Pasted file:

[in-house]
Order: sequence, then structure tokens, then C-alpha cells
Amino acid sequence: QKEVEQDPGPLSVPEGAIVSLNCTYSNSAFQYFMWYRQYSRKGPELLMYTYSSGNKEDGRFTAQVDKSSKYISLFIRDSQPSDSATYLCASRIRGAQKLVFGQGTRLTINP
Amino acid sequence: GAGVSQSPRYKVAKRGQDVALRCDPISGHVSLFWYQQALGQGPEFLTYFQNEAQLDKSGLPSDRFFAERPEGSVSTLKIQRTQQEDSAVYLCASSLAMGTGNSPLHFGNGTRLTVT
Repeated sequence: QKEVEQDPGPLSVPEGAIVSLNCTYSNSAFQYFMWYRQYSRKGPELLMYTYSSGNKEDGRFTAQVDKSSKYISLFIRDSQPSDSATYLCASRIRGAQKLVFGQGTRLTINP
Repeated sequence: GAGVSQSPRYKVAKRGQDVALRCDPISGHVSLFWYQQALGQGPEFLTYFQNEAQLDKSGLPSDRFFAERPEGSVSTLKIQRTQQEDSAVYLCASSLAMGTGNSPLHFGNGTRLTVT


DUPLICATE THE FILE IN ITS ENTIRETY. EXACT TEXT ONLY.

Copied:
[in-house]
Order: sequence, then structure tokens, then C-alpha cells
Amino acid sequence: QKEVEQDPGPLSVPEGAIVSLNCTYSNSAFQYFMWYRQYSRKGPELLMYTYSSGNKEDGRFTAQVDKSSKYISLFIRDSQPSDSATYLCASRIRGAQKLVFGQGTRLTINP
Amino acid sequence: GAGVSQSPRYKVAKRGQDVALRCDPISGHVSLFWYQQALGQGPEFLTYFQNEAQLDKSGLPSDRFFAERPEGSVSTLKIQRTQQEDSAVYLCASSLAMGTGNSPLHFGNGTRLTVT
Repeated sequence: QKEVEQDPGPLSVPEGAIVSLNCTYSNSAFQYFMWYRQYSRKGPELLMYTYSSGNKEDGRFTAQVDKSSKYISLFIRDSQPSDSATYLCASRIRGAQKLVFGQGTRLTINP
Repeated sequence: GAGVSQSPRYKVAKRGQDVALRCDPISGHVSLFWYQQALGQGPEFLTYFQNEAQLDKSGLPSDRFFAERPEGSVSTLKIQRTQQEDSAVYLCASSLAMGTGNSPLHFGNGTRLTVT